Parenting Weaknesses – Here are some of the factors the family court considers to be weaknesses regarding your parenting abilities:

  • Parent’s Unfitness – Some of the specific things that tend to show unfitness are drug and alcohol abuse; emotional and mental instability; and immoral conduct such as exposing the children to an adulterous relationship.
  • Parental Alienation – The family court will consider whether a parent is making attempts to damage the children’s relationships with the other parent. Such attempts typically include making negative comments to the children about the parent and interfering with the children’s ability to communicate with and to spend time with the other parent.
  • Domestic Violence – Under South Carolina law, a family court judge must consider evidence of domestic violence in deciding which parent should have custody.

At What Age Can a Child Refuse Visitation in SC?

Under South Carolina law,  the older and more mature the child may be, the more weight a family court judge will give to a child’s preferences regarding which parent they want to live with and how much time the child spends with the non-custodial parent. However, under our laws, even if a child does not want to visit with the other parent, the family court will hold parents accountable for following the court-ordered visitation schedule even if a child is refusing to visit with another parent. If your child is refusing to visit with the other parent, then please click to read our in-depth article on this issue.

What are Mothers’ Rights in South Carolina?

South Carolina’s custody laws do not differentiate between mothers and fathers. In other words, neither mothers nor fathers have more rights than the other parent nor do they have their own particular rights under our laws. Instead, South Carolina’s family courts consider the factors, that are listed above, when deciding issues of custody and visitation.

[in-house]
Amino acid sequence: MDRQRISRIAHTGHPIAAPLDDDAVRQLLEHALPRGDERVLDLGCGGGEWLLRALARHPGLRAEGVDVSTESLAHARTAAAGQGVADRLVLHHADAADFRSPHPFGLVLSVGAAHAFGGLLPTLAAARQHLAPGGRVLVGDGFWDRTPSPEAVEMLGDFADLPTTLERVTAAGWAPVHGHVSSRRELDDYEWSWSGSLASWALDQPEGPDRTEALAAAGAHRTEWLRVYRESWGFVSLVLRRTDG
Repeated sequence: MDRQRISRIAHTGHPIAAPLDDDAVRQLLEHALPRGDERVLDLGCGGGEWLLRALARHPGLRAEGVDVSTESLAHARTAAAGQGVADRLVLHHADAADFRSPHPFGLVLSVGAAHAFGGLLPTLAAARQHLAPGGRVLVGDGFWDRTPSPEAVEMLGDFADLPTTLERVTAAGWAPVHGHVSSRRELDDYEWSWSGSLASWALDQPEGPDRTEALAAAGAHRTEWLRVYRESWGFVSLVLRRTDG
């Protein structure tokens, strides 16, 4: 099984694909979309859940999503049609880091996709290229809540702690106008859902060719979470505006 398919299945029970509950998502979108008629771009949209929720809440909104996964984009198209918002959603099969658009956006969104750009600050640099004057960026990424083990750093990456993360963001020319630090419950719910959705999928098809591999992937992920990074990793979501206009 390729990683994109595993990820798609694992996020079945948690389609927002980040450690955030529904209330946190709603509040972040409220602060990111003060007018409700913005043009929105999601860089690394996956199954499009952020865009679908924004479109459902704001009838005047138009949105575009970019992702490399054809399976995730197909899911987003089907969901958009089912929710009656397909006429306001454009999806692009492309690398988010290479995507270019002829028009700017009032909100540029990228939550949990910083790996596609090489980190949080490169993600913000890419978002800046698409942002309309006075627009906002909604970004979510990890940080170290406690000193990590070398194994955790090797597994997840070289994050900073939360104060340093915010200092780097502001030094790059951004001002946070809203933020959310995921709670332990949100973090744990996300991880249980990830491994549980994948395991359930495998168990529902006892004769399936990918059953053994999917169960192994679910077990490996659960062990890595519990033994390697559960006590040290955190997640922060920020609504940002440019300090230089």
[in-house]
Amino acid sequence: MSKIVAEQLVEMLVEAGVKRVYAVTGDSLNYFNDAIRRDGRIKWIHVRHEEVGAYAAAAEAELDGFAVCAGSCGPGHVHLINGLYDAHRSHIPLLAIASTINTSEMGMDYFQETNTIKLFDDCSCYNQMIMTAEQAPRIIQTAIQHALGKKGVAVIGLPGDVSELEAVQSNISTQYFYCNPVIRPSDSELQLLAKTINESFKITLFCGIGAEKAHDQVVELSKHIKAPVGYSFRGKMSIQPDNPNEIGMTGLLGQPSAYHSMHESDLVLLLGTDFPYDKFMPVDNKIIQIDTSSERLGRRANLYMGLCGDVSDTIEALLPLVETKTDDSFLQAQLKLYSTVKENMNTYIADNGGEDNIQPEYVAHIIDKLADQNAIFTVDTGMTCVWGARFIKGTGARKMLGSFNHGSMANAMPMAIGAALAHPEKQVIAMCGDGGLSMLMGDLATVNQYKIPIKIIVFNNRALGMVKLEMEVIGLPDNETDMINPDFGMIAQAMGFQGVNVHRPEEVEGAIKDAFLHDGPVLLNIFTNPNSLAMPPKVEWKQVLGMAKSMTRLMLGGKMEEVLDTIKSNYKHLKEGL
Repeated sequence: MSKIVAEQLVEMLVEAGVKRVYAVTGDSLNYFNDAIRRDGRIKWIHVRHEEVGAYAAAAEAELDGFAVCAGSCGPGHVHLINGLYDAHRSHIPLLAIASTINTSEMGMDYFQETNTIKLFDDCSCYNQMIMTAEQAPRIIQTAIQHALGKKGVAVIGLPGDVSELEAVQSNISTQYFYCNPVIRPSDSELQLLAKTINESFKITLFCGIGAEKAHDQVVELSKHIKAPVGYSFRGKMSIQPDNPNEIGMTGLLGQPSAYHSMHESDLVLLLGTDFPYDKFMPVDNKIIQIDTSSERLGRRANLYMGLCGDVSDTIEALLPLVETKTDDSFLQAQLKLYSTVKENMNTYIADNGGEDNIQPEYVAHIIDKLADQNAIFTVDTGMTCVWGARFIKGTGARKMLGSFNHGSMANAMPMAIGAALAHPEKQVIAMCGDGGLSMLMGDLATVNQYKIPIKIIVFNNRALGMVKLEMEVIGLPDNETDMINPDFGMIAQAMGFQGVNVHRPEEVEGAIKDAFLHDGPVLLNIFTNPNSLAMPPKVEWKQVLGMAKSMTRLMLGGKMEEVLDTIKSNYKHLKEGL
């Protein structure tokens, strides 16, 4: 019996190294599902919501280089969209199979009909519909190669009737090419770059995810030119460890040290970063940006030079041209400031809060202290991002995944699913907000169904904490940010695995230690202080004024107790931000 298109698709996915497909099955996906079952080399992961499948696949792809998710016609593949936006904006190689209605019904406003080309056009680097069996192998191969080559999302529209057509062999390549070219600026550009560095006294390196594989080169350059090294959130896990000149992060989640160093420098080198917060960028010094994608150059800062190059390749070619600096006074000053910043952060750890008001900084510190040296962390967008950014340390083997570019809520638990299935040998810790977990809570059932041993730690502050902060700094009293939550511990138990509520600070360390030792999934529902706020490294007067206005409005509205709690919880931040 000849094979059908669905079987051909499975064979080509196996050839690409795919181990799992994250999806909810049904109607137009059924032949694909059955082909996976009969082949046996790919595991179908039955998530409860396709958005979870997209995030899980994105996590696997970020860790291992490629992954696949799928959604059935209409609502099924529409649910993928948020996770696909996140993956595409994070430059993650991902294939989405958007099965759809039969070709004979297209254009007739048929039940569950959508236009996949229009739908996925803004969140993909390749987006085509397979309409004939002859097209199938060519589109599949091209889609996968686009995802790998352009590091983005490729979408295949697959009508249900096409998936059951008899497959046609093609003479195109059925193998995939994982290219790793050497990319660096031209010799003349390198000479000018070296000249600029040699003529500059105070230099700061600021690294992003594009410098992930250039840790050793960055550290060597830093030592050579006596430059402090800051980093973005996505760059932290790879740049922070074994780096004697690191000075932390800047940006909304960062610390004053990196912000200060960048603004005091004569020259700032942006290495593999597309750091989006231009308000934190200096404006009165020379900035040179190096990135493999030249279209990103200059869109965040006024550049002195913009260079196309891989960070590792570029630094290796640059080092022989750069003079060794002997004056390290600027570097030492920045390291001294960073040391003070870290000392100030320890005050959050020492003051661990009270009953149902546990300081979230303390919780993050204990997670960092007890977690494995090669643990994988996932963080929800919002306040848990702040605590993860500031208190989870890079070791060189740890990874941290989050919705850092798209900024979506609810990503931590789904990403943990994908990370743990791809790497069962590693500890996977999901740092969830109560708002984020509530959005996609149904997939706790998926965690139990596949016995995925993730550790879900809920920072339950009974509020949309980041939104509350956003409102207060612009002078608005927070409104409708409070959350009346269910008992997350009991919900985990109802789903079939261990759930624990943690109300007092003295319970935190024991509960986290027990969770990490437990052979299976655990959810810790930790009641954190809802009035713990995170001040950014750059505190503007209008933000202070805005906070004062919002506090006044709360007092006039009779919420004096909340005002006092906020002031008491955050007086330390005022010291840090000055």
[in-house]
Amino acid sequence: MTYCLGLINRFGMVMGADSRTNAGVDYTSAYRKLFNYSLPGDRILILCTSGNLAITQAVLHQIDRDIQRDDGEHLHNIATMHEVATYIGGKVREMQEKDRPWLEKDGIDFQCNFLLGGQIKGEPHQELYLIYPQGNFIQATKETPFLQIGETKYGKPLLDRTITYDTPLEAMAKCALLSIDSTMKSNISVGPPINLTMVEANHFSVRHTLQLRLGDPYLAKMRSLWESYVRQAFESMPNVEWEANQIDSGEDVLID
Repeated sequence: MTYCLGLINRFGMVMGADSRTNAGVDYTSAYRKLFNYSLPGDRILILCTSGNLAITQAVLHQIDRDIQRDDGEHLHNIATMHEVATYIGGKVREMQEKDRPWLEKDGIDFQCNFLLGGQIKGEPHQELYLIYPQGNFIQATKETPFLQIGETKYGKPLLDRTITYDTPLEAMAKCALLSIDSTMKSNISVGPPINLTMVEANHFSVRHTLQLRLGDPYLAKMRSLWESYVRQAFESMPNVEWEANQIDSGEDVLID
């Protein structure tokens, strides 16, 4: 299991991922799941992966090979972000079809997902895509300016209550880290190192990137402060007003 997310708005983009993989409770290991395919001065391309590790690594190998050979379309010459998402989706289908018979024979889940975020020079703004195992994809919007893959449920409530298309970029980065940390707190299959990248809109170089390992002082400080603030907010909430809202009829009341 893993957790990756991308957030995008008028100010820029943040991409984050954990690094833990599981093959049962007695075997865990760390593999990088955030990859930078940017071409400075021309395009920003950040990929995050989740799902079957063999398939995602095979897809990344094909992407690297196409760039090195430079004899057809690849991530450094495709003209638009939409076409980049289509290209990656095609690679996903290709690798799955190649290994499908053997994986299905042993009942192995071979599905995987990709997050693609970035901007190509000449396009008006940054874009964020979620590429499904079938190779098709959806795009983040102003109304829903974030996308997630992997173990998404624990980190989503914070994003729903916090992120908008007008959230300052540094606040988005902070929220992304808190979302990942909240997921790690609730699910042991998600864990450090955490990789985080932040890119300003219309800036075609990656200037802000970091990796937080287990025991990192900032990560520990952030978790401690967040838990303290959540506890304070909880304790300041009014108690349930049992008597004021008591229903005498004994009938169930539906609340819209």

How to Get Custody of a Child Without Going to Court

If you are seeking custody of your child in South Carolina and you want that custody to be “official,” then there is simply no way to do that without going to family court. Specifically, absent a court order granting you custody, you would not have an official decision to fall back on if the other parent disagrees with you. That being said, if the parents can agree on which parent should have custody, then such an agreement will go a long way to reducing your legal fees in family court. For more information on how to reduce your legal fees in family court, please click here to read our in-depth article on this subject.

Where Can I Find S.C. Child Custody Forms?

The South Carolina judicial branch has many family court forms that you can find by clicking here. and selecting “Family Court” from the “Court Type” drop-down menu. There are over 180 forms to choose from although many of these forms may not be applicable to your needs. These forms are available online so that persons who do not have a lawyer can represent themselves in South Carolina’s family courts. However, as you might imagine, navigating the court system without a lawyer can be very challenging and could, potentially, lead to a bad outcome in your case.